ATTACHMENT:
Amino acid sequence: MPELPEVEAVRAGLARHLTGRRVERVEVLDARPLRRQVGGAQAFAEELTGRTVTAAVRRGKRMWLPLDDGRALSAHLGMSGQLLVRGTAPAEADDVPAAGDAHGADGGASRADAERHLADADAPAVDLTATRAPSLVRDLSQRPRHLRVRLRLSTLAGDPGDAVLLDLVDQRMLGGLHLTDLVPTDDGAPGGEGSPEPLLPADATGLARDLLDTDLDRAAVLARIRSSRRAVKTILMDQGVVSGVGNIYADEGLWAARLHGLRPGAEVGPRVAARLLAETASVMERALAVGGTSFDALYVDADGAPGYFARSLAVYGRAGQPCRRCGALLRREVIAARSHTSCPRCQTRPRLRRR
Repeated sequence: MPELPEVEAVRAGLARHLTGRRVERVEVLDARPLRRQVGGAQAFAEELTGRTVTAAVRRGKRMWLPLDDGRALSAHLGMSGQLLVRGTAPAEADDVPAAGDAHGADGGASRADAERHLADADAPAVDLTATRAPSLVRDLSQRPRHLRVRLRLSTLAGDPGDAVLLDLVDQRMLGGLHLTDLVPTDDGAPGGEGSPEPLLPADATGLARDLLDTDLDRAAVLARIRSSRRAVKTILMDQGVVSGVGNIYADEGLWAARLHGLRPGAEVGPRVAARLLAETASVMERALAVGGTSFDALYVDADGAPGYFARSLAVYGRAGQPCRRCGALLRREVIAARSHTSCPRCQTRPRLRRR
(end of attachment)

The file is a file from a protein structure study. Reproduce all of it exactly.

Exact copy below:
Amino acid sequence: MPELPEVEAVRAGLARHLTGRRVERVEVLDARPLRRQVGGAQAFAEELTGRTVTAAVRRGKRMWLPLDDGRALSAHLGMSGQLLVRGTAPAEADDVPAAGDAHGADGGASRADAERHLADADAPAVDLTATRAPSLVRDLSQRPRHLRVRLRLSTLAGDPGDAVLLDLVDQRMLGGLHLTDLVPTDDGAPGGEGSPEPLLPADATGLARDLLDTDLDRAAVLARIRSSRRAVKTILMDQGVVSGVGNIYADEGLWAARLHGLRPGAEVGPRVAARLLAETASVMERALAVGGTSFDALYVDADGAPGYFARSLAVYGRAGQPCRRCGALLRREVIAARSHTSCPRCQTRPRLRRR
Repeated sequence: MPELPEVEAVRAGLARHLTGRRVERVEVLDARPLRRQVGGAQAFAEELTGRTVTAAVRRGKRMWLPLDDGRALSAHLGMSGQLLVRGTAPAEADDVPAAGDAHGADGGASRADAERHLADADAPAVDLTATRAPSLVRDLSQRPRHLRVRLRLSTLAGDPGDAVLLDLVDQRMLGGLHLTDLVPTDDGAPGGEGSPEPLLPADATGLARDLLDTDLDRAAVLARIRSSRRAVKTILMDQGVVSGVGNIYADEGLWAARLHGLRPGAEVGPRVAARLLAETASVMERALAVGGTSFDALYVDADGAPGYFARSLAVYGRAGQPCRRCGALLRREVIAARSHTSCPRCQTRPRLRRR